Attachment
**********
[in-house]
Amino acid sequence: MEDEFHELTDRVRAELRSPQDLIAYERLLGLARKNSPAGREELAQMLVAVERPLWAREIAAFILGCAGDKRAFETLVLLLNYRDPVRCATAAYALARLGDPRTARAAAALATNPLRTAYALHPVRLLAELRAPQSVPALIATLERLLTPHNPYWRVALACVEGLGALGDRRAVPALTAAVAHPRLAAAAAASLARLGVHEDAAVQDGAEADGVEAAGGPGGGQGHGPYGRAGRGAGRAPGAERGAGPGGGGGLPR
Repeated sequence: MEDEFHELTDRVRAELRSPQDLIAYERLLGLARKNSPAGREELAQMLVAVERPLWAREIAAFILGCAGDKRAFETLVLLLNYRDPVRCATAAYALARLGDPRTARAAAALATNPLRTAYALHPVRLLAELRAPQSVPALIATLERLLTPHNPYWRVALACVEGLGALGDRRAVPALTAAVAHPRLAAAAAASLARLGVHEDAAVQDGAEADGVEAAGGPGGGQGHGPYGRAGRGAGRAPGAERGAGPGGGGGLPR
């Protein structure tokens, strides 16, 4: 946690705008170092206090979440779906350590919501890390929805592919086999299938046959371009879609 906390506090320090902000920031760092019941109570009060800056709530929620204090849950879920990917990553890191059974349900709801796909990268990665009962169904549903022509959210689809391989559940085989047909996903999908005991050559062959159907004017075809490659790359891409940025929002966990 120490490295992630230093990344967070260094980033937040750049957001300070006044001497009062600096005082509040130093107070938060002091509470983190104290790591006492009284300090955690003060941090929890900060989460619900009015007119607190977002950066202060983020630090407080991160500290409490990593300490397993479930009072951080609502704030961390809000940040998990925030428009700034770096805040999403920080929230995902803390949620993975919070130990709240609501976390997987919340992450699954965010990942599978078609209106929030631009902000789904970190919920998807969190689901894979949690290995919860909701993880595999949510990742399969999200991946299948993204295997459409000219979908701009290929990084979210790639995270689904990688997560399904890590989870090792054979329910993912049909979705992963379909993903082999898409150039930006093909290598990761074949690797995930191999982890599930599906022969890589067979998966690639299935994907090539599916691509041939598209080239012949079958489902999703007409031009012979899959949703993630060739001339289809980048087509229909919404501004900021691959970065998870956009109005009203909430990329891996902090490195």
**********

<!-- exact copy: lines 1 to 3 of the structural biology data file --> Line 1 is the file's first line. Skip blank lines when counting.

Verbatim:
[in-house]
Amino acid sequence: MEDEFHELTDRVRAELRSPQDLIAYERLLGLARKNSPAGREELAQMLVAVERPLWAREIAAFILGCAGDKRAFETLVLLLNYRDPVRCATAAYALARLGDPRTARAAAALATNPLRTAYALHPVRLLAELRAPQSVPALIATLERLLTPHNPYWRVALACVEGLGALGDRRAVPALTAAVAHPRLAAAAAASLARLGVHEDAAVQDGAEADGVEAAGGPGGGQGHGPYGRAGRGAGRAPGAERGAGPGGGGGLPR
Repeated sequence: MEDEFHELTDRVRAELRSPQDLIAYERLLGLARKNSPAGREELAQMLVAVERPLWAREIAAFILGCAGDKRAFETLVLLLNYRDPVRCATAAYALARLGDPRTARAAAALATNPLRTAYALHPVRLLAELRAPQSVPALIATLERLLTPHNPYWRVALACVEGLGALGDRRAVPALTAAVAHPRLAAAAAASLARLGVHEDAAVQDGAEADGVEAAGGPGGGQGHGPYGRAGRGAGRAPGAERGAGPGGGGGLPR